Goucher Athletics Hall of Fame Inductees
Induction Class of 2010
The men's basketball program was only three years old when Predrag "Pretz" Durkovic began attending Goucher in 1993. Prior to his arrival, the Gophers never won as many as 10 games in a season or finished above .500, nor did they seriously contend for a Capital Athletic Conference championship or come close to qualifying for the NCAA Division III Championships.
But the program's fortunes started to improve dramatically once Durkovic came aboard. In his first game with the Gophers, he played only 13 minutes, but scored 16 points in a 113-69 victory over Wesley. The first 20-point performance of his career came just four games later, again against the Wolverines. He went on to average 14.9 points and 7.3 rebounds per contest as a freshman, earning second-team All-CAC honors, and Goucher won its first CAC title in the sport of men's basketball.
"He was the final piece of the puzzle,” head coach Leonard Trevino said of Durkovic. "When Predrag joined our program, we went from being a team ‘on the rise' to one that could play with anybody and wouldn't back down from anybody.”
"Pretz" Durkovic was a second-team All-CAC selection again in 1994-95 when he averaged 16.0 points and 8.2 rebounds per game and Goucher successfully defended its CAC championship. This time the Gophers were rewarded with a spot in the NCAA Division III playoffs where, in the opening round, they knocked off Lebanon Valley, the defending national champions.
Durkovic was placed on the All-CAC first team as both a junior and a senior, plus he landed on a number of all-region squads. In his final season, the Gophers captured their third CAC title and returned to the NCAA Division III tournament where they defeated Cabrini, 67-60, in the first round, before being eliminated by Alvernia, 60-55.
In his four seasons at Goucher, the Gophers were 74-35.
At the time of his induction, Durkovic ranked first all-time in rebounds (918) and blocked shots (75), and second in points (1,643) in the history of Goucher's men's basketball program. He still shared the school record for most rebounds in a game (19).
Josephine E. Fiske
For portions of eight decades prior to her death in May 2006 at age 101, Josephine E. Fiske taught physical education classes and coached women's athletics at Goucher College.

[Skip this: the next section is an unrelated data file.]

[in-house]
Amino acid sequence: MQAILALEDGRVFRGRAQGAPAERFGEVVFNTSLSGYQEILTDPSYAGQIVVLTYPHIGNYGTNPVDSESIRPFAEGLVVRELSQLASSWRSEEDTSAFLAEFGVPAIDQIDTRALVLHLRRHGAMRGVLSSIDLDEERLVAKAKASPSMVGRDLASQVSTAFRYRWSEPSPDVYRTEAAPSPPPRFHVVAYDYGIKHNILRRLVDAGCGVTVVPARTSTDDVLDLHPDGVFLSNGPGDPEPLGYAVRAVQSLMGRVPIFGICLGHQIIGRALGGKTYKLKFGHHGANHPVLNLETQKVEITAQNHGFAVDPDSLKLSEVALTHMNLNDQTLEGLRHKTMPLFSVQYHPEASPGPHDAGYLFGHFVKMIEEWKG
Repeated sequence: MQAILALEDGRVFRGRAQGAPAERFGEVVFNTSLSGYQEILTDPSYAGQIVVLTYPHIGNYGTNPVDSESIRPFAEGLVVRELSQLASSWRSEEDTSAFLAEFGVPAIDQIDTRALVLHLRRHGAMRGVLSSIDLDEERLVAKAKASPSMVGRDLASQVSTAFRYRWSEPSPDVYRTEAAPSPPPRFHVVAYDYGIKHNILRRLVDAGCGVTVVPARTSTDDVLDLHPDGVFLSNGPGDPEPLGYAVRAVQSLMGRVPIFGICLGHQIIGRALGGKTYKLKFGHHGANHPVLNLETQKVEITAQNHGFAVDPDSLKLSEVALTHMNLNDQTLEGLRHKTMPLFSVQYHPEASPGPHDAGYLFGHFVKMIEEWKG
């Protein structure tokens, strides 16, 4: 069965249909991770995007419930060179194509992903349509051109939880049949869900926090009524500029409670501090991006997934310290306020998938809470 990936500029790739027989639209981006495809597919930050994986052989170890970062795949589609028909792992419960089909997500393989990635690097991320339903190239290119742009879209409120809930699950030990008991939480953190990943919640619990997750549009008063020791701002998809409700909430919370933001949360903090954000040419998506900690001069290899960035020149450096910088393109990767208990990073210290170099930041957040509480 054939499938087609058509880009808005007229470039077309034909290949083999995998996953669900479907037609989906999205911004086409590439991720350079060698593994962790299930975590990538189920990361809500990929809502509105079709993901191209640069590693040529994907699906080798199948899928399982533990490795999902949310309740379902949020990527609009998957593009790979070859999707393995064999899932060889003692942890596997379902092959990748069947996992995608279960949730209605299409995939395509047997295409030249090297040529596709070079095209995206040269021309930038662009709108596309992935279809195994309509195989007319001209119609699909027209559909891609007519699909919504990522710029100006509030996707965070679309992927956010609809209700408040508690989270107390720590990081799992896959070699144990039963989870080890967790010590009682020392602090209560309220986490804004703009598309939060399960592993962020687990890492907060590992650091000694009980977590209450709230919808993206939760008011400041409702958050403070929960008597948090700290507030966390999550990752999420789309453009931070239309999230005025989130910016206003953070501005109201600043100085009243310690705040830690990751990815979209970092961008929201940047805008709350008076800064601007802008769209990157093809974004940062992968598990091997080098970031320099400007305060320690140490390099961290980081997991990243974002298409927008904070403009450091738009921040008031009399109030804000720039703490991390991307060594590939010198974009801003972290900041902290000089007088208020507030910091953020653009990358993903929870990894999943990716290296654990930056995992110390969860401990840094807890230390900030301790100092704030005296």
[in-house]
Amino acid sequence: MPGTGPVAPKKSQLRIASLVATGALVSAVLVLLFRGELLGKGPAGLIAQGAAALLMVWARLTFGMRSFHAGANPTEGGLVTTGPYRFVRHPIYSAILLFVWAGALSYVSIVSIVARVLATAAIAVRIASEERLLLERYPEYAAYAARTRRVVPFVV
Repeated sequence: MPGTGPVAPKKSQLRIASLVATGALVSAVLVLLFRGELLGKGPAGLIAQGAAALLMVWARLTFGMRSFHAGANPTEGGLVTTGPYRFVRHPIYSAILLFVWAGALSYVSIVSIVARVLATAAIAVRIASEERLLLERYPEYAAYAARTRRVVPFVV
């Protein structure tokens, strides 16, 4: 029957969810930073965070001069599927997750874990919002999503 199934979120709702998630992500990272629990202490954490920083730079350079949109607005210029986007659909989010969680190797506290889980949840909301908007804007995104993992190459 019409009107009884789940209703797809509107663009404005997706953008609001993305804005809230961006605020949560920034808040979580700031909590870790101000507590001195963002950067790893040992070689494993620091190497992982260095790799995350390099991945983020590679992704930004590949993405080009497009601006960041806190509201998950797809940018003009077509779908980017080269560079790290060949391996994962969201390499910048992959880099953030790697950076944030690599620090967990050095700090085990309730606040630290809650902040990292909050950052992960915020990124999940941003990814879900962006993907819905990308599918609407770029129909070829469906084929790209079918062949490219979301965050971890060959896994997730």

Jo Fiske joined Goucher's staff in 1929 as an assistant in the physical education department and eventually worked her way up to chair of the department before retiring in 1970. She returned to teach part-time in 1976 and continued to do so beyond her 90th birthday.
The two sports at Goucher to which Jo Fiske is most often linked as a coach are field hockey and basketball. Although records from that era are spotty, they show her achieving a .755 winning percentage and five of her teams going undefeated in her 21 seasons as the field hockey coach.
For some of the same sports she coached, Jo Fiske also worked as a referee. She officiated high school and college basketball games until 1970, lacrosse until 1986 and field hockey until 1988, plus she pioneered the establishment of referee associations such as the Baltimore Basketball Board of Officials in 1931.
Recognized as a longtime advocate for women in sports, Jo Fiske developed a national reputation for her professional knowledge and experience in athletics and physical education. For a time the 1926 graduate of Mount Holyoke College, who later earned a master's degree in guidance and counseling from Columbia University's Teachers College, served as president of the National Association for Girls and Women in Sports and as vice president of the American Association for Health, Physical Education and Recreation.
In 1996, Goucher presented Jo Fiske with its highest tribute for contributions to the college, the John Franklin Goucher Medal of Service, and in 1998, honored her by naming its field hockey facility after her.
The Josephine E. Fiske Gopher Pride Award, initiated in February 1986 by the Baltimore Field Hockey Association, is presented annually to as many as two student-athletes to recognize sportsmanship, citizenship, positive attitude, leadership and service to young adults or children.
Judith Devlin Hasman
Without question, Judith Devlin Hashman ranks among the best badminton players of all time. Not just at Goucher. Not just in Maryland or the United States. One of the best in the world.
Devlin began playing badminton when she was seven years old under the tutelage of her father, J. Frank Devlin, one of the world's top players of his day.
In 1954 at age 18, she won her first women's world singles championship, becoming both the youngest person and the first American to do it. Prior to that, she placed first an amazing six times at the 18-and-under U.S. junior nationals.